8 curious facts about the world of wine

Where is the oldest winery in the world? How many grapes go into a 75 cl bottle? What gives wine its color? Here are 8 curious questions about the world of winemaking.

Where did wine originate?

All legends aside (whether true or not), everything points to Asia Minor and the Near East as being home to the earliest grapevines. Backing the theory are fossil remains of Vitis Vinifera found in the area, which date from the third millennium B.C.

The first written record goes back to Ancient Egypt. Evidence also exists of winemaking on the Greek islands during the first millennium B.C. From there it presumably made the leap to mainland Greece, subsequently spreading throughout the Mediterranean thanks to the Roman Empire.

Why do wine bottles come in different types of glass?

This basically has to do with light exposure and the level of protection the wine needs. The different shades—clear, green, dark, etc.—block different kinds of radiation. Generally speaking, whites, rosés and young reds are bottled in clear glass, whereas aged wines are often in green bottles. The darkest glass is saved for wines intended for long-term cellaring. But as with everything, this isn’t a hard and fast rule.

How many grapes go into making a bottle of wine?

You need approximately one kilo of grapes to produce a 75 cl bottle of wine.

And speaking of bottles, what is the oldest one still in existence?

It dates from the year 350 A.D. and was found in 1867 in the tomb of a Roman nobleman. The bottle is on display at the Historical Museum of the Palatinate in the German city of Speyer. Given the wine’s color, only the truly adventurous would dare taste it…

What about the oldest winery on record?

The most recent discovery in 2013 revealed not only the oldest, but also the largest winery found to date. It lies amid the ruins of Tel Kabri, a town in northern Israel. At the site, archaeologists found a stock of about 40 large jars that could have held a combined total of 2000 liters. An analysis of the organic residues in the jars led to the conclusion that winemaking during this period used flavor additives like honey, mint, cinnamon and juniper.

Did you know that white wines could be made from red grapes?

Some of these are also known as blanc de noirs. They are made from red grapes, but without skin contact (maceration), which is what gives red wine its color. This technique is particularly common in making champagne, which uses Pinot Noir.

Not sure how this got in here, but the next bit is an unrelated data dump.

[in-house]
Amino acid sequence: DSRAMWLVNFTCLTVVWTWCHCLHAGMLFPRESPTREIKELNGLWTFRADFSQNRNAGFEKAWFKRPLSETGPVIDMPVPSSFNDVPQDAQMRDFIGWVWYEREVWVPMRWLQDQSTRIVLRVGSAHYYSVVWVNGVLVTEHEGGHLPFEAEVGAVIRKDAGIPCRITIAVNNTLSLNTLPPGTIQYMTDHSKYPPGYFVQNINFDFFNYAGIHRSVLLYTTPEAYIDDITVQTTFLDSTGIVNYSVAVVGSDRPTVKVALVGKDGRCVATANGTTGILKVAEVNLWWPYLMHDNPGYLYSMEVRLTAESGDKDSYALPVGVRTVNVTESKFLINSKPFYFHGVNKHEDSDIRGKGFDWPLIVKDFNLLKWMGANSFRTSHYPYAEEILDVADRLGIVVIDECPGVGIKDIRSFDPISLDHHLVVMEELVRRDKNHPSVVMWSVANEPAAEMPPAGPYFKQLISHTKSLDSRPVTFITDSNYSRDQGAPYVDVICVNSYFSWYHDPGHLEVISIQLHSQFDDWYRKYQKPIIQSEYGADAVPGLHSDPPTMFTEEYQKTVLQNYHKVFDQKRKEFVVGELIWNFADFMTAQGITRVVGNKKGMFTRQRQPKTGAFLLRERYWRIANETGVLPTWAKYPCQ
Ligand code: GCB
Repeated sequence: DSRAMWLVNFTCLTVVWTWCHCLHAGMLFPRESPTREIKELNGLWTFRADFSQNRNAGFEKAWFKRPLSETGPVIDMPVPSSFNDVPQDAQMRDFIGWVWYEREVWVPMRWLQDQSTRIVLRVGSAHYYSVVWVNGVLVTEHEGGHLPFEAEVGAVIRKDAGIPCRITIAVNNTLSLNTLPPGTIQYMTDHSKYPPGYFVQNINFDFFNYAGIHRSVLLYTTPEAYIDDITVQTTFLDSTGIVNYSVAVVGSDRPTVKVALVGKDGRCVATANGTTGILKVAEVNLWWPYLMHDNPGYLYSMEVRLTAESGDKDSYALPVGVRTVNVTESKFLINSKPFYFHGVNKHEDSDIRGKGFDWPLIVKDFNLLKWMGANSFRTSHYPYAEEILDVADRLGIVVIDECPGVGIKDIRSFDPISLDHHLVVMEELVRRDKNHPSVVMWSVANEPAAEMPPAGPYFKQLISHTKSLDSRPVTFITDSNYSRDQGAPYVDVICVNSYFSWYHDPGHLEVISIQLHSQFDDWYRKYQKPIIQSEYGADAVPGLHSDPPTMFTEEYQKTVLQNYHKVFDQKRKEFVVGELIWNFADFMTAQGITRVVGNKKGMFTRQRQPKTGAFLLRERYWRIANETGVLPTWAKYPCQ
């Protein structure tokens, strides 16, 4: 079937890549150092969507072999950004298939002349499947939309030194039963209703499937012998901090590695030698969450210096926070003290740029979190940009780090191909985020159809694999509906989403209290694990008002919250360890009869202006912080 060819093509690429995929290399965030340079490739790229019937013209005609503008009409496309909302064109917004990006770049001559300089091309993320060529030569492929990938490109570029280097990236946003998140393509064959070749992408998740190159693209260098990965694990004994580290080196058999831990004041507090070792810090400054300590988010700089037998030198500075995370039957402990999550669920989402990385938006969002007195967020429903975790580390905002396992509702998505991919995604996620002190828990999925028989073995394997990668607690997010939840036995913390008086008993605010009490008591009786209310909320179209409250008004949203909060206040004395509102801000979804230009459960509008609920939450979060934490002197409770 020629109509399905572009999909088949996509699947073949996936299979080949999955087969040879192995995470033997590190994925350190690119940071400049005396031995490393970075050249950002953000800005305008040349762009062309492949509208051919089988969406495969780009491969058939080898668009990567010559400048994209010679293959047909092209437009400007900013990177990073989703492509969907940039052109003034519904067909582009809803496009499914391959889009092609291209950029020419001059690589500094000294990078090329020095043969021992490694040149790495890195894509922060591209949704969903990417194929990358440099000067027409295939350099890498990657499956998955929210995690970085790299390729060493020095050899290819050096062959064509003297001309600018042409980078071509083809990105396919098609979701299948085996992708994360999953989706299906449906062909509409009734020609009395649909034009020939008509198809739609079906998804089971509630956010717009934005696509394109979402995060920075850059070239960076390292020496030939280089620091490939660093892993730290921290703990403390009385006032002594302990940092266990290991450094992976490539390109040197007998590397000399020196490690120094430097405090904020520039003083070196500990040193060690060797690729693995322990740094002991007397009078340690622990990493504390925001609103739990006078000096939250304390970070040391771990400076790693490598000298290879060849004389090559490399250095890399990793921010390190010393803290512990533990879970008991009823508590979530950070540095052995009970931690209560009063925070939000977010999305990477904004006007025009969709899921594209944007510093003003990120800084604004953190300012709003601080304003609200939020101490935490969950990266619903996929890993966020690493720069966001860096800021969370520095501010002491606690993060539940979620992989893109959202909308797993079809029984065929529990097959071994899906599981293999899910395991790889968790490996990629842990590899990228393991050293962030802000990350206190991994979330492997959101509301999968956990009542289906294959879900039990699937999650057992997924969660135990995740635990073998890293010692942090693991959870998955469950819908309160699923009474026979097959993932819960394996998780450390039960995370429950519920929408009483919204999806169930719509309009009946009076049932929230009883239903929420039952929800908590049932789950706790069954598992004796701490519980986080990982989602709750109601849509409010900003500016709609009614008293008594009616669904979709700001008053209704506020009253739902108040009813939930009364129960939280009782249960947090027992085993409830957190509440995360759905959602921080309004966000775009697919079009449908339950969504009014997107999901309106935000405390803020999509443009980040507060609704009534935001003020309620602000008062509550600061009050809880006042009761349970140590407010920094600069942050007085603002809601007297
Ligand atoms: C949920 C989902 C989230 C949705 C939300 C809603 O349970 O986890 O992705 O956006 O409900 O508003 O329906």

Likewise, a small amount of a white variety is often added to high-quality red wines. In the DOC Rioja, for example, some red blends contain a tiny percentage of Viura (Macabeo).

 

Phylloxera reduced the number of Spanish vineyards by half

The epidemic that swept Europe completely changed its vinicultural map. In Spain, the first warning signs appeared in 1878 in Malaga.  In 1899, the first outbreak occurred in La Rioja. By 1902, phylloxera had struck all of the vineyards in La Rioja Alta. By 1904, it had spread across the entire La Rioja region. Before the epidemic, the winegrowing area in Spain comprised about two million hectares. During the first decade of the 20th century, this number was cut in half.

Que no te la den con queso (Don’t let them serve it with cheese)

This popular saying, which basically means, “don’t let them fool you,” also has a connection to wine. A strong cheese can easily fool the senses, concealing the flaws of a low-quality wine.  This is how wine dealers palmed off their low-end goods on wine shop owners, who in turn did the same to their customers. That being said, wine and cheese have proven an excellent gastronomic match.  Even so, like with every pairing, there are a few tricks to getting it right. For example, sharper cheeses do better with sweeter wines, white wines pair well with intensely flavored soft cheeses, and reds combine nicely with mildly flavored hard cheeses.

8 curious facts about the world of wine

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